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The University of Southampton

Southampton to share in eight million pounds for DNA research

Published: 30 January 2015

The University of Southampton is to share in eight million pound funding to help create the DNA starting blocks for synthetic biology.

PhD student Waraporn Ratsameepakai using a mass spectrometer
Student using mass spectrometer

Synthetic biology is a new way of doing science that applies engineering principles to biology to make and build new biological parts, devices and systems. It’s being used to make biological ‘factories’ that make useful products like medicines, chemicals and green energy, as well as tools for improving crops. Examples include biofuels and anti-malaria drugs made by microbes like yeast or bacteria. Synthetic biology has been identified by the UK Government as one of the ‘Eight Great Technologies’ in which Great Britain can be a world leader.

The University has been awarded £469,000 through a partnership with the Universities of Edinburgh, Cambridge, Liverpool, Oxford, Bristol, Birmingham, Imperial College and The Genome Analysis Centre.

Ever larger pieces of DNA, such as genes and gene clusters, are required for synthetic biology, and making these can be a tedious and slow process. In this project, partners will analyse DNA made by modern ultra-high throughput chemical methods and optimise the process. They will also explore new ways to make large pieces of DNA.

At Southampton, the funding from the Biotechnology and Biological Sciences Research Council (BBSRC) will provide major new equipment to improve the quality and reduce the cost of DNA synthesis. This investment complements the leading research into nucleic acids by the University’s Institute for Life Science (IfLS).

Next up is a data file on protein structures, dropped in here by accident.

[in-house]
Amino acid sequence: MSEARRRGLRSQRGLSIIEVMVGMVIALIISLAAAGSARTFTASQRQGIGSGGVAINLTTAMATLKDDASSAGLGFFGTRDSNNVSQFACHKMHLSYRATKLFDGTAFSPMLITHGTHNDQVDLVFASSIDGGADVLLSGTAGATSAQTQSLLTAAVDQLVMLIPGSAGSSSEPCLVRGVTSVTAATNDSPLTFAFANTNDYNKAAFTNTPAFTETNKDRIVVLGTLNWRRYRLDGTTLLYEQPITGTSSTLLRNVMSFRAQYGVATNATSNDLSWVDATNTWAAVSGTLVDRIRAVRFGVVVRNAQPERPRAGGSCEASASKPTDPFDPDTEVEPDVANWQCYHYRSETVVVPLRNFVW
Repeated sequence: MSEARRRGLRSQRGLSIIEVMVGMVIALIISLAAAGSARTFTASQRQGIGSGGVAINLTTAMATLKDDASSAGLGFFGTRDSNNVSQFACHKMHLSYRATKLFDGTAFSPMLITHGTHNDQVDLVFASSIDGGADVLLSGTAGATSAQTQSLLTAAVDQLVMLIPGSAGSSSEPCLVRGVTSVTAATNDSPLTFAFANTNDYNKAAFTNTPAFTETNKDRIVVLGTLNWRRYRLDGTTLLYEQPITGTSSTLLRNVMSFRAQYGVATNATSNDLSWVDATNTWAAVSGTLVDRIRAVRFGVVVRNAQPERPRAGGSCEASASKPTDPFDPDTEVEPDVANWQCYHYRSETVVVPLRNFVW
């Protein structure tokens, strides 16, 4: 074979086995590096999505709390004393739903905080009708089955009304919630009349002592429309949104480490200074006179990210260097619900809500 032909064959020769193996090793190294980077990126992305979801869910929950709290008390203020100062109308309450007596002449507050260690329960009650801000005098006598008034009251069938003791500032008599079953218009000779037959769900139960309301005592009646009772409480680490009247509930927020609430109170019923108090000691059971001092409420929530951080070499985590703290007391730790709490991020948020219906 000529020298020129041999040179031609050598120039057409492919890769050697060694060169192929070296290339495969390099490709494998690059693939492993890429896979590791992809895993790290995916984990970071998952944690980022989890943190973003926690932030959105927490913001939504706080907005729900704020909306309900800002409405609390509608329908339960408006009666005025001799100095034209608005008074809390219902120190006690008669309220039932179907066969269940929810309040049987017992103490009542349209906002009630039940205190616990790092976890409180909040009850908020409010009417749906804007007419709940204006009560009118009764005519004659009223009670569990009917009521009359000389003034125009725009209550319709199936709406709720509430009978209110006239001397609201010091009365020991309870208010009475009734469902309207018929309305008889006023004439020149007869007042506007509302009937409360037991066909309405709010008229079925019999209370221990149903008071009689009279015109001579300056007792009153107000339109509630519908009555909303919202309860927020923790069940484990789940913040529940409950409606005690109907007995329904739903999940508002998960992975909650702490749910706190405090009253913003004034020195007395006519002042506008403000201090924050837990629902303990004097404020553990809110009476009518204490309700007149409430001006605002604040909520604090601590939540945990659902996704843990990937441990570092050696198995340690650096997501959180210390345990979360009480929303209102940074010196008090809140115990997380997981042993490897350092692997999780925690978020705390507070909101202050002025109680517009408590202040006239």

Dr Jonathan Watts, a lecturer in Chemical Biology at the University of Southampton, said: “The mass spectrometer we will buy with the funding will be one of the best in the UK. We will also be able to buy equipment to synthesise and purify pieces of DNA using both standard and novel approaches. One specific goal is to develop ways to reduce the scale of DNA synthesis, which will reduce the cost and environmental impact of making synthetic genes.”

The funding forms part of a larger £40m investment for UK synthetic biology, announced by the Business Secretary Vince Cable.

He said: “From materials for advanced manufacturing to developing new antibiotics and better tests for diseases, this new £40 million investment is in one of the most promising areas of modern science.

“It will see our world class researchers using bacteria to produce chemicals to make everyday products like toothbrushes and credit cards, which are currently made from unsustainable fossil fuels. Not only will this help improve people’s everyday lives in the future but it will support long-term economic growth.”

BBSRC Chief Executive, Jackie Hunter, said: “Through previous investments BBSRC, along with funding partners, has been able to position the UK as a world leader in synthetic biology. This new package of investments will ensure that the UK maintains this leadership position and continues to drive the potential of synthetic biology to contribute to the economy and society.”

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